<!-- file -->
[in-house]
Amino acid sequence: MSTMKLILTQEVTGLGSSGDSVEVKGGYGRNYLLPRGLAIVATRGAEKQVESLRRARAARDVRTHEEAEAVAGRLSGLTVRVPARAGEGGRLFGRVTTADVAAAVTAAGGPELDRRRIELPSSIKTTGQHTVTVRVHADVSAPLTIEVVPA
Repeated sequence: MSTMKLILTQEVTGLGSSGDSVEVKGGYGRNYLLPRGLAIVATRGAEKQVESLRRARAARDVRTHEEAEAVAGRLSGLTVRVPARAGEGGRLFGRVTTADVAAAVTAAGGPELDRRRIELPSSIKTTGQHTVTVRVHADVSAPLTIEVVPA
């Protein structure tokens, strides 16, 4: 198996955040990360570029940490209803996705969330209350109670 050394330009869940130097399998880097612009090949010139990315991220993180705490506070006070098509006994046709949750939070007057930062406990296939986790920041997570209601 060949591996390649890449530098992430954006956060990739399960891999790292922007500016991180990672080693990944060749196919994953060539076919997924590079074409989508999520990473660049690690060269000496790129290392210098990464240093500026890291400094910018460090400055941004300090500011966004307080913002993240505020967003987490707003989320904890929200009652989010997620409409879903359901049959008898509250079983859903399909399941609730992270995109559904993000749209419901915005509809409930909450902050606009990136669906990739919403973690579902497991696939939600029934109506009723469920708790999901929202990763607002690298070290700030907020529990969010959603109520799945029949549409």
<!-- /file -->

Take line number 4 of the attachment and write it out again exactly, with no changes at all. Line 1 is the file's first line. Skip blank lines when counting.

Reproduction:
């Protein structure tokens, strides 16, 4: 198996955040990360570029940490209803996705969330209350109670 050394330009869940130097399998880097612009090949010139990315991220993180705490506070006070098509006994046709949750939070007057930062406990296939986790920041997570209601 060949591996390649890449530098992430954006956060990739399960891999790292922007500016991180990672080693990944060749196919994953060539076919997924590079074409989508999520990473660049690690060269000496790129290392210098990464240093500026890291400094910018460090400055941004300090500011966004307080913002993240505020967003987490707003989320904890929200009652989010997620409409879903359901049959008898509250079983859903399909399941609730992270995109559904993000749209419901915005509809409930909450902050606009990136669906990739919403973690579902497991696939939600029934109506009723469920708790999901929202990763607002690298070290700030907020529990969010959603109520799945029949549409």